ProfHankD

ProfHankD

Lives in United States Lexington, United States
Works as a Professor
Has a website at http://aggregate.org/hankd/
Joined on Mar 27, 2008
About me:

Plan: to change the way people think about and use cameras by taking advantage of cameras as computing systems; engineering camera systems to provide new abilities and improved quality.

Comments

Total: 1449, showing: 61 – 80
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In reply to:

ProfHankD: Yet another indication that Sigma is still having to reverse-engineer lens interface stuff. That has been a very long-term problem for Sigma....

jennajenna: Sigma is a family-owned business, but claims to be the largest independent lens manufacturer -- they don't seem to collaborate with any camera makers (they do make cameras of their own). However, many 3rd-party lensmakers have close relationships with camera makers. My understanding is that Tamron in particular has had a number of deals where they made lenses sold under camera-maker brands, so they got the info needed.

For example, while Sigma has a long history of Sony incompatibilities, neither Tamron nor Zeiss do -- but they are both 3rd parties who have been involved in producing Sony-branded lenses. Such collaborative deals are common, and that's often how the bigger 3rd parties get access to specifications.

In sum, it's common that smaller 3rd-party companies (and 3D-print makers like me) must reverse engineer, but it's quite odd that a lensmaker as important as Sigma still must....

PS: Sony's E specs are mechanical only, and available only to approved companies.

Link | Posted on Aug 11, 2017 at 03:16 UTC
In reply to:

J A C S: I love those wavy light rays in the diagram. This is what happens if you are too close to a black hole.

Yeah, not even then. The waves also change color on the way. Apparently, the Crystal Clear Lens also has some odd stair-step pattern going to the hole in the middle... wait. Hole in the middle? Maybe they should let an engineer look at the illustration after the artist has made it and before they advertise it?

Link | Posted on Aug 11, 2017 at 01:01 UTC

Yet another indication that Sigma is still having to reverse-engineer lens interface stuff. That has been a very long-term problem for Sigma....

Link | Posted on Aug 11, 2017 at 00:50 UTC as 14th comment | 9 replies

Sounds like a modern re-make of the old 60mm macros from Mamiya/Sekor, Yashinon, and Tomioka -- except they were f/2.8 and went to 1:1. Note sure this lens made the right choice on that tradeoff. The old 60mm usually run about 1/3 the price of this new, so the price isn't too bad for this.

Link | Posted on Aug 8, 2017 at 12:29 UTC as 44th comment
In reply to:

OliverGlass: "(But Camera companies are not your friends)..."
With the exception of FUJI which has been generous with firmware updates that add more features and are never afterthoughts. They listen to their users too.

cosinaphile: Fuji didn't fix things within a 45-day window -- ignoring early reports (many of those centered on the black holes, which were even worse but were repaired by a firmware update in 12/2011), there were LOTS of white orb complaints by 10/2011, the ineffective firmware fix was 2/25/2012, and the sensor replacement program started in 4/2012. I can't imagine Fuji didn't know the problems before the first unit was shipped, but it was still at least six months to a real response to customer complaints. Even after that, they continued selling the original sensor version side-by-side with the better (not good) one, without distinction, until product end-of-life.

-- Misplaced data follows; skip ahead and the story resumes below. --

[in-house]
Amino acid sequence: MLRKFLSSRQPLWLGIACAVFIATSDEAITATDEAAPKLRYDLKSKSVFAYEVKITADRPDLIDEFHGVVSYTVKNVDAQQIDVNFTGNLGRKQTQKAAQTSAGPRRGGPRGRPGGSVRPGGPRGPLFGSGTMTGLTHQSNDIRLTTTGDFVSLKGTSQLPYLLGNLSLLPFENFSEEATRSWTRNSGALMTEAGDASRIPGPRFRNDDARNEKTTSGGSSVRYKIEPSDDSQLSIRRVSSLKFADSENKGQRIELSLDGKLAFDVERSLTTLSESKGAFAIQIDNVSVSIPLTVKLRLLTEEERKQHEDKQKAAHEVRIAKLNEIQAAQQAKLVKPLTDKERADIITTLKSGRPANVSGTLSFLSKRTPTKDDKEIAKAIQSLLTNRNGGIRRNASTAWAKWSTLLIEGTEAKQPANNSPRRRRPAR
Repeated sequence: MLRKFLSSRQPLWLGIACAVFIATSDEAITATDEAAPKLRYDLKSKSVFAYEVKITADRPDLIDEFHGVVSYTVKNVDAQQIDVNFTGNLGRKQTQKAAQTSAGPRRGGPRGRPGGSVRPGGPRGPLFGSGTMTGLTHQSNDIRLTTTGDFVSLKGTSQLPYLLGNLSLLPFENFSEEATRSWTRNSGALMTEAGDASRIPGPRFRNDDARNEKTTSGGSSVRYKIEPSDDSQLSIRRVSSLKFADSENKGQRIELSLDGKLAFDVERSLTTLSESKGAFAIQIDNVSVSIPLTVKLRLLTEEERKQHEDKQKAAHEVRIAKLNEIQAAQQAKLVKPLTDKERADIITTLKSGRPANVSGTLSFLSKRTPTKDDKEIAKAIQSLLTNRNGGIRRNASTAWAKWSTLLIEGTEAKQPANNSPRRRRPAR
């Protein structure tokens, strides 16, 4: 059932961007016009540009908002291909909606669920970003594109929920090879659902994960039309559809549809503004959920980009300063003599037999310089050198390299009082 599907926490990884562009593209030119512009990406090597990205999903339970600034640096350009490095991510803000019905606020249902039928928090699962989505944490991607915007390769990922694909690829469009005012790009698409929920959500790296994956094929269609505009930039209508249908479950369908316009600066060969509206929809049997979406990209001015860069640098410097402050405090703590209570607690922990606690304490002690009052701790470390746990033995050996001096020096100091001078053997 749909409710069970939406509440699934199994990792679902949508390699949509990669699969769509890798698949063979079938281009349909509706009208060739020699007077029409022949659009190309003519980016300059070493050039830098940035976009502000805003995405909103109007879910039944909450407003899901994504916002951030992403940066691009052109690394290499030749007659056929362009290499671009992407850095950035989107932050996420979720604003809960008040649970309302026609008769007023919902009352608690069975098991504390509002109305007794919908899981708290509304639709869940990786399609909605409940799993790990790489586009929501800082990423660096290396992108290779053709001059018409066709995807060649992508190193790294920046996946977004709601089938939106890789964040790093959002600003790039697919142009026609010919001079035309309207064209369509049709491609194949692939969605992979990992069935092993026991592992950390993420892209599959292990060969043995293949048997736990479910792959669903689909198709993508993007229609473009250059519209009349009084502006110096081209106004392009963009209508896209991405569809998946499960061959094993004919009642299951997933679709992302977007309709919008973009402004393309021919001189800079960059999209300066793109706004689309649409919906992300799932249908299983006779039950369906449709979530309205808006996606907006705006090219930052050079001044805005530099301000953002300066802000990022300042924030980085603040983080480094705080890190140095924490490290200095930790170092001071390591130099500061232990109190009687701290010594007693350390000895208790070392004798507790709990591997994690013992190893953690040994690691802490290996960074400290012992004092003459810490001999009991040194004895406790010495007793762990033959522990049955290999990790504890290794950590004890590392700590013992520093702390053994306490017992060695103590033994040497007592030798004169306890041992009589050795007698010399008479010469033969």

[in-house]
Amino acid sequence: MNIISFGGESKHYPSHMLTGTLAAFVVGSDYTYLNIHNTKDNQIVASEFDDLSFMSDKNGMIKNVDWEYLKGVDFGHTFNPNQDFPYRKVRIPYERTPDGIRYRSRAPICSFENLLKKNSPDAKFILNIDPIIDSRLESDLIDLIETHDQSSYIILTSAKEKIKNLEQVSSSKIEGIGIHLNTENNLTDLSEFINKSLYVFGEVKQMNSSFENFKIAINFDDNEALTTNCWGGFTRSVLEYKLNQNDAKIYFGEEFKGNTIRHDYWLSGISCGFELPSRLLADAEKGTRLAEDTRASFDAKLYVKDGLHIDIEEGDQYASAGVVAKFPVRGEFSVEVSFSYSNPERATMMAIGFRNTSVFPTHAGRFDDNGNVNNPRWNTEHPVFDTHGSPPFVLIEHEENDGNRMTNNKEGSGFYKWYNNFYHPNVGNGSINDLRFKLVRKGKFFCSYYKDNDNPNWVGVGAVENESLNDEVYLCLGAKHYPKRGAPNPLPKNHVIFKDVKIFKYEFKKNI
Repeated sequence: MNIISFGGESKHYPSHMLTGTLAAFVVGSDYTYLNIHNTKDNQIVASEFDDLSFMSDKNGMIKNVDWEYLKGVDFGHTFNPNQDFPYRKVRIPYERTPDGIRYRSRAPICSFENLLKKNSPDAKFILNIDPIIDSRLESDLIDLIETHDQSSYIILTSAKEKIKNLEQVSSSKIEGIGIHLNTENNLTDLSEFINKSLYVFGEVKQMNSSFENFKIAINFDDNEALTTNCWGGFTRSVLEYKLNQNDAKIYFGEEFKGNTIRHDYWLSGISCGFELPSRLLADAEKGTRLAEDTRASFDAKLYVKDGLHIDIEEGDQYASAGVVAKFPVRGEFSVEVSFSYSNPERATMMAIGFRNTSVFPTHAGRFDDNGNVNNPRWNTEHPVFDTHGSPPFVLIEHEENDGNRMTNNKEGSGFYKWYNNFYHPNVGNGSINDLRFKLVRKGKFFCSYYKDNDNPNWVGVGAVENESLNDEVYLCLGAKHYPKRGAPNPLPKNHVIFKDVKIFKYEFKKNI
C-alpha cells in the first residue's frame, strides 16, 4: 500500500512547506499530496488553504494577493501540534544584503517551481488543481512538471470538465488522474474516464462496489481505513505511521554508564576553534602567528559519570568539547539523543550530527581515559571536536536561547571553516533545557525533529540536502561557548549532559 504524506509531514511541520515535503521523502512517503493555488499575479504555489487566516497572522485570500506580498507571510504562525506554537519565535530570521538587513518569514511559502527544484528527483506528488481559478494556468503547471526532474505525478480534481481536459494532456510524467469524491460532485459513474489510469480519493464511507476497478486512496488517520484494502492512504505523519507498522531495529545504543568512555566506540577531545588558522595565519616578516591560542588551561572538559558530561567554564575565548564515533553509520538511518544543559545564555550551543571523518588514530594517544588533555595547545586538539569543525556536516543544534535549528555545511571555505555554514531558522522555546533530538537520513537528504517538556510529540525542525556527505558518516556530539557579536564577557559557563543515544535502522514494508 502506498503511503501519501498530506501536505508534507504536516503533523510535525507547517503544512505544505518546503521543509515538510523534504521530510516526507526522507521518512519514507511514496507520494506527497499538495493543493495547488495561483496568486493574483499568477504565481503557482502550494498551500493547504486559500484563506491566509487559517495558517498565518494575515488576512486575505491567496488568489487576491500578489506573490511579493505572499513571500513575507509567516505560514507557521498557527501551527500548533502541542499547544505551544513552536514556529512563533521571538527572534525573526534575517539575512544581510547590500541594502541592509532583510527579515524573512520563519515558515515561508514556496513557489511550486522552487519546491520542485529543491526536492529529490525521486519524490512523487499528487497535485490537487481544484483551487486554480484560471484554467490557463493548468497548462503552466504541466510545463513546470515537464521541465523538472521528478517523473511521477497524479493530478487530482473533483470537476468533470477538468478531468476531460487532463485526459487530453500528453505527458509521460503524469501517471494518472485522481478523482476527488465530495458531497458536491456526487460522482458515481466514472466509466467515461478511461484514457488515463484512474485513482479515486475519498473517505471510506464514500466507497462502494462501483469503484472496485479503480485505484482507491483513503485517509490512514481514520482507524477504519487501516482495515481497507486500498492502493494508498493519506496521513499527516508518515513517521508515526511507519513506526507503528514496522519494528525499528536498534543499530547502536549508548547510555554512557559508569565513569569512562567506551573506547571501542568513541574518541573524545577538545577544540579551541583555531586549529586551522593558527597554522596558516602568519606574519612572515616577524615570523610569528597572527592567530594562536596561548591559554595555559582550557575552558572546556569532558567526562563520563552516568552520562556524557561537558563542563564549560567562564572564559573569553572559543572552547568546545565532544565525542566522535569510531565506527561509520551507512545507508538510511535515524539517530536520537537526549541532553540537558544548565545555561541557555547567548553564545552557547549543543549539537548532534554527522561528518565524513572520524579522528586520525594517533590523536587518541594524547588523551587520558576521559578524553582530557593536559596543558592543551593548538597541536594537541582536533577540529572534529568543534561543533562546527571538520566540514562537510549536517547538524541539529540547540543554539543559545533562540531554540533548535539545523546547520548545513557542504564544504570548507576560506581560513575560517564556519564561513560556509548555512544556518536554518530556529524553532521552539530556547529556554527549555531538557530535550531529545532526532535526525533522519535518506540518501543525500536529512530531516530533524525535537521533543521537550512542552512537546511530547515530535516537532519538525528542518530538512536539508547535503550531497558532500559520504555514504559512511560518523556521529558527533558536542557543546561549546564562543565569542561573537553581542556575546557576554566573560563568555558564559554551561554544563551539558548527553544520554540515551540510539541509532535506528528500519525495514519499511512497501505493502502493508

In sum, I see the X10 sensor as a commendably bold, but clearly failed, experiment... that Fuji kept selling anyway. The lesson I think they learned is that product functionality doesn't matter as much as the company appearing to be responsive to customers. Is that good? I'm not sure....

Link | Posted on Aug 8, 2017 at 00:31 UTC
In reply to:

OliverGlass: "(But Camera companies are not your friends)..."
With the exception of FUJI which has been generous with firmware updates that add more features and are never afterthoughts. They listen to their users too.

cosinaphile: A respectable company would not have sold a known-defective product, not lied about the firmware fix, and done a full refund/replace, not offer major surgery on your new camera. I'm sorry, but there is just no getting around the fact that Fuji handled this exceptionally badly.

Ironically, the repair algorithm in DeOrbIt, which I made freely available, was feasible for them to have used for a firmware fix -- and usually produced better results than their revised sensor (when that became available). I don't know why Fuji didn't put the DeOrbIt algorithm in either a firmware update to fix all cameras or in their software so existing photos could also be repaired.

Link | Posted on Aug 7, 2017 at 20:05 UTC
In reply to:

OliverGlass: "(But Camera companies are not your friends)..."
With the exception of FUJI which has been generous with firmware updates that add more features and are never afterthoughts. They listen to their users too.

Short memory. Fuji shipped known bad cameras (X10 and X-S1 "black holes" and "white orbs" problems), released a completely ineffective firmware fix, and finally only offered a service fix to owners that complained -- while continuing to sell the defective version with no consumer-visible differentiation on the packaging between the defective and revised (much less defective) version. I suspect they would never have done anything if DPReview hadn't made such a stink (or perhaps if I hadn't released the free DeOrbIt software to computationally repair the defects -- they announced a service fix a week after DeOrbIt's release and started offering repair the following month). In any case, good if they have learned not to do that again....